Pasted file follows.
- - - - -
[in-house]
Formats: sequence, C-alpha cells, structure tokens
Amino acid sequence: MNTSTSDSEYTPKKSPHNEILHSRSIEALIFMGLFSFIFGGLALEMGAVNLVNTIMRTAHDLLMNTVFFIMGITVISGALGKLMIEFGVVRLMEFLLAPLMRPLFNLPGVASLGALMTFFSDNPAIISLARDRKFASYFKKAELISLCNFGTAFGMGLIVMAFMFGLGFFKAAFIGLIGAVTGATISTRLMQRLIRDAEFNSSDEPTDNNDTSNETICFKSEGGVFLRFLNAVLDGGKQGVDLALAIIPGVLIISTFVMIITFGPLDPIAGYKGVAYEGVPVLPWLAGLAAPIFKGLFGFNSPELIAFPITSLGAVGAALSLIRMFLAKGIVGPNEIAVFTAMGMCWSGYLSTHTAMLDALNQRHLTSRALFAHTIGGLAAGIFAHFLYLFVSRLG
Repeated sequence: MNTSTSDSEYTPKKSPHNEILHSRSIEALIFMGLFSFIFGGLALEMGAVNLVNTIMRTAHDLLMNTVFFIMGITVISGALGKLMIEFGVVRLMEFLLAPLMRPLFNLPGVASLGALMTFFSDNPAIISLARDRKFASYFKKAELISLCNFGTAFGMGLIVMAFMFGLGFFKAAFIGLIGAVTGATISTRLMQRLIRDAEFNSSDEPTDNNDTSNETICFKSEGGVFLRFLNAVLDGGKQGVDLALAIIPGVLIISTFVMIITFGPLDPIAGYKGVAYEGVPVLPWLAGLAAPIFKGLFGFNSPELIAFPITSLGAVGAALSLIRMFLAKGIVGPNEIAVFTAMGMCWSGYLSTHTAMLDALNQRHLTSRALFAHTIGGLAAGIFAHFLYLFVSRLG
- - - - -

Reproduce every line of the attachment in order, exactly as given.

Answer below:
[in-house]
Formats: sequence, C-alpha cells, structure tokens
Amino acid sequence: MNTSTSDSEYTPKKSPHNEILHSRSIEALIFMGLFSFIFGGLALEMGAVNLVNTIMRTAHDLLMNTVFFIMGITVISGALGKLMIEFGVVRLMEFLLAPLMRPLFNLPGVASLGALMTFFSDNPAIISLARDRKFASYFKKAELISLCNFGTAFGMGLIVMAFMFGLGFFKAAFIGLIGAVTGATISTRLMQRLIRDAEFNSSDEPTDNNDTSNETICFKSEGGVFLRFLNAVLDGGKQGVDLALAIIPGVLIISTFVMIITFGPLDPIAGYKGVAYEGVPVLPWLAGLAAPIFKGLFGFNSPELIAFPITSLGAVGAALSLIRMFLAKGIVGPNEIAVFTAMGMCWSGYLSTHTAMLDALNQRHLTSRALFAHTIGGLAAGIFAHFLYLFVSRLG
Repeated sequence: MNTSTSDSEYTPKKSPHNEILHSRSIEALIFMGLFSFIFGGLALEMGAVNLVNTIMRTAHDLLMNTVFFIMGITVISGALGKLMIEFGVVRLMEFLLAPLMRPLFNLPGVASLGALMTFFSDNPAIISLARDRKFASYFKKAELISLCNFGTAFGMGLIVMAFMFGLGFFKAAFIGLIGAVTGATISTRLMQRLIRDAEFNSSDEPTDNNDTSNETICFKSEGGVFLRFLNAVLDGGKQGVDLALAIIPGVLIISTFVMIITFGPLDPIAGYKGVAYEGVPVLPWLAGLAAPIFKGLFGFNSPELIAFPITSLGAVGAALSLIRMFLAKGIVGPNEIAVFTAMGMCWSGYLSTHTAMLDALNQRHLTSRALFAHTIGGLAAGIFAHFLYLFVSRLG